Here is the updated code to include the 'admin' role:

protected override void Seed(identity2.Models.ApplicationDbContext context)
 {

//context.Users.AddOrUpdate(firstUser => firstUser.UserName, new ApplicationUser { UserName = "mack", PasswordHash = new PasswordHasher().HashPassword("password") });

 if (!context.Roles.Any(role => string.Compare(role.Name, "admin", StringComparison.CurrentCultureIgnoreCase) == 0))
 {
     var rolestore = new RoleStore<IdentityRole>(context);
     var rolemanager = new RoleManager<IdentityRole>(rolestore);
      rolemanager.Create(new IdentityRole { Name = "admin" });
  }

 if (!context.Users.Any(user => string.Compare(user.UserName, "mack", StringComparison.CurrentCultureIgnoreCase) == 0))
  {
     var userstore = new UserStore<ApplicationUser>(context);
     var usermanager = new UserManager<ApplicationUser>(userstore);
     var user = new ApplicationUser { UserName = "Mack" };
                usermanager.Create(user, "password");
                usermanager.AddToRole(user.Id, "admin");
            }
        }

As you notice, there is room for refactoring the seed method. Because if you have more than 100 users to add, you don't want to repeat the same code more than 100 times.

External Logins

External logins use protocol as OpenId or OAuth to provide a user identity. You register the application in the provider site and you get back a key to add to your application.

How the identity provider provides you the user identity is a little bit foggy for me.

It's complex enough to avoid it here and for sure I don't understand the 'perform discovery' actions and Google’s xrds document...Anyway, there is a lot of stuff out there if you feel in shape to learn more about it.

Still, the advantage of giving this opportunity to your users is that they do not have to memorize another password and you as developer the big advantage lays in the fact that you don't have to worry about storing and managing user's credentials, etc. But you still have to trust providers such as Microsoft, Google, Facebook, Twitter, etc.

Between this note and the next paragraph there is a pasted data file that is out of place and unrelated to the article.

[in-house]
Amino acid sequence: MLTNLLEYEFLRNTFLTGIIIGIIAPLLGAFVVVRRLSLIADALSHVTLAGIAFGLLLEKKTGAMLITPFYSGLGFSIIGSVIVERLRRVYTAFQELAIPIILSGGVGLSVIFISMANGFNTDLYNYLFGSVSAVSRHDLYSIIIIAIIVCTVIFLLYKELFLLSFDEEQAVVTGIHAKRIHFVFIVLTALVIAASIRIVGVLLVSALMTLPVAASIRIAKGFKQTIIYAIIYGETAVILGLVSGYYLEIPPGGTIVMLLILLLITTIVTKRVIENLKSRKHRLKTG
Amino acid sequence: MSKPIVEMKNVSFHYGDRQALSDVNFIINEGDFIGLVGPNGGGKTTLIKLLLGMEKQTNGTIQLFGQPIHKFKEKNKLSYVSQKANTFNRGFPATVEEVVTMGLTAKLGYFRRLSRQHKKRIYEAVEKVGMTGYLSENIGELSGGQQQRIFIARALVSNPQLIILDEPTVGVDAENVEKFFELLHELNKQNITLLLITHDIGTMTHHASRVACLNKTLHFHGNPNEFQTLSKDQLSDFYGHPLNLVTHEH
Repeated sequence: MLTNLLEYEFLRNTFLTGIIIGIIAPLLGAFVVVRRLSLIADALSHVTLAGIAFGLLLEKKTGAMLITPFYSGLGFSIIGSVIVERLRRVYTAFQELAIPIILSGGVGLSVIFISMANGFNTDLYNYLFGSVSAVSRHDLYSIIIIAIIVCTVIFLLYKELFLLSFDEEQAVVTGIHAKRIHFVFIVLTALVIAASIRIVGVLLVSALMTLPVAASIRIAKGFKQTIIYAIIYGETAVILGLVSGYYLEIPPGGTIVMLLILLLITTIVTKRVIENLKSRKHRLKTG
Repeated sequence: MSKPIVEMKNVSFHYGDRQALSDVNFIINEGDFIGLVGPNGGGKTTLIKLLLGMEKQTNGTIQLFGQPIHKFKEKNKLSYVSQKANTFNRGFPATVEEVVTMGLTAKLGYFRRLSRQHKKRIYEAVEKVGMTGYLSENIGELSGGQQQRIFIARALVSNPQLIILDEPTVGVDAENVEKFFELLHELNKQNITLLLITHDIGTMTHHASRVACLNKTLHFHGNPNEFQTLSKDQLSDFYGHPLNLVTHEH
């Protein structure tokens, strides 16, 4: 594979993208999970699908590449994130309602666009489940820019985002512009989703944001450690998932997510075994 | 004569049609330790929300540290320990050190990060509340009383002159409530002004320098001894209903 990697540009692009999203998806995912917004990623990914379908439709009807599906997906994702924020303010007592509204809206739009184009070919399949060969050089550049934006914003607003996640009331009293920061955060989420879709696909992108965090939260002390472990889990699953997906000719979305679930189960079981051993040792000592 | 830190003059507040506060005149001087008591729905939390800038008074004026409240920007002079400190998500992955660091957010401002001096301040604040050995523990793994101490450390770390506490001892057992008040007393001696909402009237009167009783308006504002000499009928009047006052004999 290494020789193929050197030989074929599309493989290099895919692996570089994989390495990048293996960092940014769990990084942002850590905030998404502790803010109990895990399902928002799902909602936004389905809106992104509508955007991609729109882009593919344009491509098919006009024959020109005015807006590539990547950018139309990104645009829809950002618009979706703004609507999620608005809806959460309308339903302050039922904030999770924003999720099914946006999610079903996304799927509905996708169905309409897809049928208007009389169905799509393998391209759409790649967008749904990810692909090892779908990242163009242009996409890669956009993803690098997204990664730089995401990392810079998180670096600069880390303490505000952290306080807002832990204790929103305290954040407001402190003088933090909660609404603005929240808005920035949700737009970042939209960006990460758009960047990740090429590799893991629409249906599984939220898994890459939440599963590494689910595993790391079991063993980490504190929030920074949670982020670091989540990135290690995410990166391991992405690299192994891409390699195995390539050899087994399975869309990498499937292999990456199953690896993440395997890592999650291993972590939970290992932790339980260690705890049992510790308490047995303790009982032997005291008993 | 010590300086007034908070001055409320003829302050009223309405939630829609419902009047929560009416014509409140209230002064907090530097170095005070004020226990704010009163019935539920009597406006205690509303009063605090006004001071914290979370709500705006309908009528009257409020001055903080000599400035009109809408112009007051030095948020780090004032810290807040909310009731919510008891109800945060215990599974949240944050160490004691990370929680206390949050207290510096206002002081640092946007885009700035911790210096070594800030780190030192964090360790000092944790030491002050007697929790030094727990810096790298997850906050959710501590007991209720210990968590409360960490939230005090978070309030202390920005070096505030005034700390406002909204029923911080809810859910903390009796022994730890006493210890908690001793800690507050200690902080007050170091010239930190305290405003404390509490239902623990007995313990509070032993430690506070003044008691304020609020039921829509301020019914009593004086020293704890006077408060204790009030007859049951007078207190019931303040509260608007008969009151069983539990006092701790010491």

To enable that, uncomment the code in Startup object (in Startup.Auth.cs file). Note that Google does not require any key or registration. Uncomment the code as follows:

public void ConfigureAuth(IAppBuilder app)
{
// Enable the application to use a cookie to store information for the signed in user
     app.UseCookieAuthentication(new CookieAuthenticationOptions
{
AuthenticationType = DefaultAuthenticationTypes.ApplicationCookie,
                 LoginPath = new PathString("/Account/Login")
 });
// Use a cookie to temporarily store information about a user logging in with a third party login provider
 app.UseExternalSignInCookie(DefaultAuthenticationTypes.ExternalCookie);

            // Uncomment the following lines to enable logging in with third party login providers
            //app.UseMicrosoftAccountAuthentication(
            //    clientId: "",
            //    clientSecret: "");

            //app.UseTwitterAuthentication(
            //   consumerKey: "",
            //   consumerSecret: "");

            //app.UseFacebookAuthentication(
            //   appId: "",
            //   appSecret: "");

      app.UseGoogleAuthentication();
  }

And click on Google button on the login view. Follow instruction and finally you be redirected as a recognised user in the application. Note that you could even change the name you display after the famous Hello greeting!

Behind the scene OWIN is doing the magic. To get a glimpse on that, browse back to AccountController and look at AuthenticationManager property. It's coming from Owin Context.

To see the email address, you used to login to Google for example, go to ExternalLoginCallback function and write the following at the beginning:

var fromGoogle=  await AuthenticationManager.AuthenticateAsync(DefaultAuthenticationTypes.ExternalCookie);

You can now browse to Identity and then to EmailAddress Claim to get the email address.

License

This article, along with any associated source code and files, is licensed under The Code Project Open License (CPOL)

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About the Author

Mack Ait-Aoudia
Software Developer (Senior) http://www.m2a.ca
Canada Canada
No Biography provided

Comments and Discussions

 
GeneralMy vote of 5 PinprofessionalVolynsky Alex6-Jul-14 0:18 
GeneralRe: My vote of 5 PinmemberMack Ait-Aoudia10-Jul-14 7:52 
GeneralRe: My vote of 5 PinprofessionalVolynsky Alex13-Jul-14 8:32